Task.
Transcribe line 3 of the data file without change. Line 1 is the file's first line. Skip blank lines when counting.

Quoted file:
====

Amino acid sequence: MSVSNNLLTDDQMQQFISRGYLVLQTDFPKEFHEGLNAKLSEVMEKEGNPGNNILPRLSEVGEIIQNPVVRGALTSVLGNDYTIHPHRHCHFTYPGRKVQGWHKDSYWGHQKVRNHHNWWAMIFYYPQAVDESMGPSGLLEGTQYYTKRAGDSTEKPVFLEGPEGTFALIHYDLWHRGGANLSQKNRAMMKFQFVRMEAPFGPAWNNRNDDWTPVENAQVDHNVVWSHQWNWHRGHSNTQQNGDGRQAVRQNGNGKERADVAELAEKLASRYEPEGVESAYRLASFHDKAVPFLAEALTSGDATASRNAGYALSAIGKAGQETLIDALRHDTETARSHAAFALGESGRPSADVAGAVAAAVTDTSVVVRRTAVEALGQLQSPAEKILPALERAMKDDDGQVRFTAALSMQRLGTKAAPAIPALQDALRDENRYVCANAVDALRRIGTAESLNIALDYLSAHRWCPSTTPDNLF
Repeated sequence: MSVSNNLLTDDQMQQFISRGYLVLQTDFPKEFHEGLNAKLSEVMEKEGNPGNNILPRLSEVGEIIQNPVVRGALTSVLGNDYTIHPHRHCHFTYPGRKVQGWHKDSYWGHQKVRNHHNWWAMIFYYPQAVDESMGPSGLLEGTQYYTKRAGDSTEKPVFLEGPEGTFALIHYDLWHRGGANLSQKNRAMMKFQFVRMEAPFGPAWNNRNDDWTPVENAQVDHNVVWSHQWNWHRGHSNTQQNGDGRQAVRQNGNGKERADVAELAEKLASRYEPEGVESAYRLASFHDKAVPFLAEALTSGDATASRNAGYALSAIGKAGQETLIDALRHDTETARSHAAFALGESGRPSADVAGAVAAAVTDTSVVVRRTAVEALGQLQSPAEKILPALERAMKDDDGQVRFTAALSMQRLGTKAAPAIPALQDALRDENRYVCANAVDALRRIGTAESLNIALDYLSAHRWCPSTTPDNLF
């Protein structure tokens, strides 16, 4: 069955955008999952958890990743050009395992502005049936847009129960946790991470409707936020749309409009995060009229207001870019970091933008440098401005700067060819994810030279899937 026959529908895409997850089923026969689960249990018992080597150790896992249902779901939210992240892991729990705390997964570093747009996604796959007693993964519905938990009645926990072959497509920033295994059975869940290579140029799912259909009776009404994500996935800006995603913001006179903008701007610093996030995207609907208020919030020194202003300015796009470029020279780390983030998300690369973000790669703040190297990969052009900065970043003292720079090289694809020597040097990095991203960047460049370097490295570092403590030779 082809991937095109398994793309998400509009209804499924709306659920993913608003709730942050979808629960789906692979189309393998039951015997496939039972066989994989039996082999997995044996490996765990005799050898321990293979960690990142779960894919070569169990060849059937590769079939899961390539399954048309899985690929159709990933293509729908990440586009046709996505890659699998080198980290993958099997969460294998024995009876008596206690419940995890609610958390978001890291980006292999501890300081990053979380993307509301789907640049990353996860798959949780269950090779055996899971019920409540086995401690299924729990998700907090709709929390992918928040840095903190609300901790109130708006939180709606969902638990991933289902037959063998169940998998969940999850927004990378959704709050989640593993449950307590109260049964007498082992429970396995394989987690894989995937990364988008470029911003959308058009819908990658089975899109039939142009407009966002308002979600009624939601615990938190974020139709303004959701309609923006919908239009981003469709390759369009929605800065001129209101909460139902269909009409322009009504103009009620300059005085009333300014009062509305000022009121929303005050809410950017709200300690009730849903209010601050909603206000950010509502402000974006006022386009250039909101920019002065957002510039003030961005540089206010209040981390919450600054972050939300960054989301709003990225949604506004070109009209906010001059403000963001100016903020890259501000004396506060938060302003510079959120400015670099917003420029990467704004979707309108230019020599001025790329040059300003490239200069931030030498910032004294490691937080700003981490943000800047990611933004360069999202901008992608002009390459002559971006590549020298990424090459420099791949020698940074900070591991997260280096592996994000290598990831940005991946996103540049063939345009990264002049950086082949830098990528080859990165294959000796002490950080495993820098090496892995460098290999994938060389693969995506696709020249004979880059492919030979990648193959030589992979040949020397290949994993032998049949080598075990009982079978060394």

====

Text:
């Protein structure tokens, strides 16, 4: 069955955008999952958890990743050009395992502005049936847009129960946790991470409707936020749309409009995060009229207001870019970091933008440098401005700067060819994810030279899937 026959529908895409997850089923026969689960249990018992080597150790896992249902779901939210992240892991729990705390997964570093747009996604796959007693993964519905938990009645926990072959497509920033295994059975869940290579140029799912259909009776009404994500996935800006995603913001006179903008701007610093996030995207609907208020919030020194202003300015796009470029020279780390983030998300690369973000790669703040190297990969052009900065970043003292720079090289694809020597040097990095991203960047460049370097490295570092403590030779 082809991937095109398994793309998400509009209804499924709306659920993913608003709730942050979808629960789906692979189309393998039951015997496939039972066989994989039996082999997995044996490996765990005799050898321990293979960690990142779960894919070569169990060849059937590769079939899961390539399954048309899985690929159709990933293509729908990440586009046709996505890659699998080198980290993958099997969460294998024995009876008596206690419940995890609610958390978001890291980006292999501890300081990053979380993307509301789907640049990353996860798959949780269950090779055996899971019920409540086995401690299924729990998700907090709709929390992918928040840095903190609300901790109130708006939180709606969902638990991933289902037959063998169940998998969940999850927004990378959704709050989640593993449950307590109260049964007498082992429970396995394989987690894989995937990364988008470029911003959308058009819908990658089975899109039939142009407009966002308002979600009624939601615990938190974020139709303004959701309609923006919908239009981003469709390759369009929605800065001129209101909460139902269909009409322009009504103009009620300059005085009333300014009062509305000022009121929303005050809410950017709200300690009730849903209010601050909603206000950010509502402000974006006022386009250039909101920019002065957002510039003030961005540089206010209040981390919450600054972050939300960054989301709003990225949604506004070109009209906010001059403000963001100016903020890259501000004396506060938060302003510079959120400015670099917003420029990467704004979707309108230019020599001025790329040059300003490239200069931030030498910032004294490691937080700003981490943000800047990611933004360069999202901008992608002009390459002559971006590549020298990424090459420099791949020698940074900070591991997260280096592996994000290598990831940005991946996103540049063939345009990264002049950086082949830098990528080859990165294959000796002490950080495993820098090496892995460098290999994938060389693969995506696709020249004979880059492919030979990648193959030589992979040949020397290949994993032998049949080598075990009982079978060394």